Last week, I wrote of my thoughts about taking a public stand on a local school bond measure. I very much appreciate the comment that Calpoppy posted and it really got me to thinking more positively about taking that public stand. (link to previous blog: Grassroots Political Activism)
My husband and I did quite a bit of research since I posted that blog. He checked into direct mail postcards. I checked into the legalities of political advertising with the Washington State Public Disclosure Commission. He found out that we could have a mailer printed on 6×9-inch card stock for around $300 and that the postal service has priced DDDM (Door to Door Direct Mail) service very reasonably so that mailing costs for our ZIP code would be around $300 as well. Nowhere, though, could either of us find a map or other indicator of what area is served by the Toledo school district. We know that the high school, at least, draws from a larger area than just Toledo, but how large an area? Husband learned, for example, that students in the nearby town of Vader have a choice of attending either Toledo or Winlock high school.
This morning, the advertising rep for the Town Crier visited us. That weekly newspaper serves Toledo, Vader, Winlock, Napavine, Castle Rock, and surrounding areas, so it certainly covers the entire Toledo school district. We gave her the following ad copy:
In my research, I learned that any print ad must include not only our names, but also our address. It is blurred out in this image because I feel that giving our address to southwestern Lewis County is enough. The rest of the world doesn’t need it, too.
We debated for awhile the merits of forming our own political committee. While the names of major donors and administrators of a political committee are a matter of public record, becoming a political committee would put one thin layer of privacy between us and the public. For purposes of this one little grass roots campaign, the extra bother hardly seemed worth it. Yes, there is some small possibility that a nut-case might decide to vandalize our home or look up our phone number and give us the benefit of their thoughts on the matter. That really is unlikely, especially over a matter such as this. We decided to forgo the veil of a political committee and just be ourselves.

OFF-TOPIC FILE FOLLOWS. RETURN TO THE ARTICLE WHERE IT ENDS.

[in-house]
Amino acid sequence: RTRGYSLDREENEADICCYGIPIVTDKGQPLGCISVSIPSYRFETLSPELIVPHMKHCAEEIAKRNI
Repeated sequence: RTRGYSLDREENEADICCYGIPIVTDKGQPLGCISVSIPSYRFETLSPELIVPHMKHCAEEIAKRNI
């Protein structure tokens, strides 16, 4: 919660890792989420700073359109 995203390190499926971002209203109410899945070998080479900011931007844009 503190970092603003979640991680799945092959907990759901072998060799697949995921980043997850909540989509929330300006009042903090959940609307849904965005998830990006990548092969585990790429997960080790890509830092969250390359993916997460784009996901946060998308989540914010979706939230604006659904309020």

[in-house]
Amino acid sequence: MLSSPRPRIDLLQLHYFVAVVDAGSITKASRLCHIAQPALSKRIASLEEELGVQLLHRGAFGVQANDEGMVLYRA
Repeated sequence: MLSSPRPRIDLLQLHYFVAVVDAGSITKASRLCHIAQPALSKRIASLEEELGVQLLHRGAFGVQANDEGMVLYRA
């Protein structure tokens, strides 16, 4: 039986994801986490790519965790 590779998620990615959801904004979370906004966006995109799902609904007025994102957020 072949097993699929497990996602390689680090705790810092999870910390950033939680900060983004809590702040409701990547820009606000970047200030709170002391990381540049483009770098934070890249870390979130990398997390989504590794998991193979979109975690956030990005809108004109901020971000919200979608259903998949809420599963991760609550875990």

In terms of expenditures, I learned that if we spend $500 in one month, we must report that to the State. Nice if the reporting requirement could be avoided, but certainly not a deal-breaker. The other little tidbit I gleaned was that the “Paid for by” statement must be in at least 10pt type with no formatting to make it less noticeable. We passed that information along to the advertising rep this morning.
Next week, I will look for an email with the proof copy of the ad for our approval. Then a check will be written to pay for it. The ad will run in the October 15th issue of the Town Crier — the very same day that ballots will be mailed out to all voters.
The Voters Guide makes no mention of how much the bond will cost residents, but our ad will spell that out as clearly as I know how. If the bond measure passes, that is the will of the people, but we can be happy that we helped the people make an informed decision. If the bond measure fails, then we will know that our money was well-spent and we did a public service.
We have done a lot of thinking and learned quite a bit along the way, not only about advertising and election law, but also about ourselves. Bottom line: it isn’t that difficult and, at least in terms of local issues, it doesn’t have to be horribly expensive. What it does require is a willingness to stand up on that virtual soap box in the town square and let your voice be heard. I am not the sort of person who can make a difference on broader issues, but I certainly might be able to make a difference in my own community. That really is what “grassroots” is all about.
(And in case any of you are wondering, I am not a tea partier. I am a progressive liberal independent. I am an advocate of public spending for the common good — things like infrastructure and universal health care and job training. I am, however, a very strong proponent of common sense and responsible choices. To my way of thinking, issues of public spending should only be approved if they make sense and are reasonable, not just because they are put on the ballot.)